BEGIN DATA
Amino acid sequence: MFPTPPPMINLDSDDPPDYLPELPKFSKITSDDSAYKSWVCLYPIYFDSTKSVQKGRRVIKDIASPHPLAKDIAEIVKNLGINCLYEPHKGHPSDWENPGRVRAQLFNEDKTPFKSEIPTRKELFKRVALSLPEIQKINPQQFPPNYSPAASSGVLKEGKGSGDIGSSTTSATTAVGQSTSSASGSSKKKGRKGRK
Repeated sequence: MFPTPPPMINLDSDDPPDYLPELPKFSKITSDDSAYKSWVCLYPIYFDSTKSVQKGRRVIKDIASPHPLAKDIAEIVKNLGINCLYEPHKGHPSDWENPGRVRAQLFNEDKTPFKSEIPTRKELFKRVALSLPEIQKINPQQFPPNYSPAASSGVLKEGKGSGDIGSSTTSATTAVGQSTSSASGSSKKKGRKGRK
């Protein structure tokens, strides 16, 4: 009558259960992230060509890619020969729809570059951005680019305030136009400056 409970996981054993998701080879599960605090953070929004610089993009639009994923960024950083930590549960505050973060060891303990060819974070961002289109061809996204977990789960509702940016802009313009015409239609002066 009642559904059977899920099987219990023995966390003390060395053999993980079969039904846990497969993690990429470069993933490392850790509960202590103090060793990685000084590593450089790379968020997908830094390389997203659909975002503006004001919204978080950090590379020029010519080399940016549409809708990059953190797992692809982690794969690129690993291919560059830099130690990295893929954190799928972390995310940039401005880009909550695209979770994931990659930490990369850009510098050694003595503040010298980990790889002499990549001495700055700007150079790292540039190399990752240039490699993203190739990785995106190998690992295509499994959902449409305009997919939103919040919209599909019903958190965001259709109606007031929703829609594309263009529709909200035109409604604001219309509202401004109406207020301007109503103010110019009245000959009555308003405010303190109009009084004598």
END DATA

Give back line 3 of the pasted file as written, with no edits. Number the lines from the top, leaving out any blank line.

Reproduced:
């Protein structure tokens, strides 16, 4: 009558259960992230060509890619020969729809570059951005680019305030136009400056 409970996981054993998701080879599960605090953070929004610089993009639009994923960024950083930590549960505050973060060891303990060819974070961002289109061809996204977990789960509702940016802009313009015409239609002066 009642559904059977899920099987219990023995966390003390060395053999993980079969039904846990497969993690990429470069993933490392850790509960202590103090060793990685000084590593450089790379968020997908830094390389997203659909975002503006004001919204978080950090590379020029010519080399940016549409809708990059953190797992692809982690794969690129690993291919560059830099130690990295893929954190799928972390995310940039401005880009909550695209979770994931990659930490990369850009510098050694003595503040010298980990790889002499990549001495700055700007150079790292540039190399990752240039490699993203190739990785995106190998690992295509499994959902449409305009997919939103919040919209599909019903958190965001259709109606007031929703829609594309263009529709909200035109409604604001219309509202401004109406207020301007109503103010110019009245000959009555308003405010303190109009009084004598």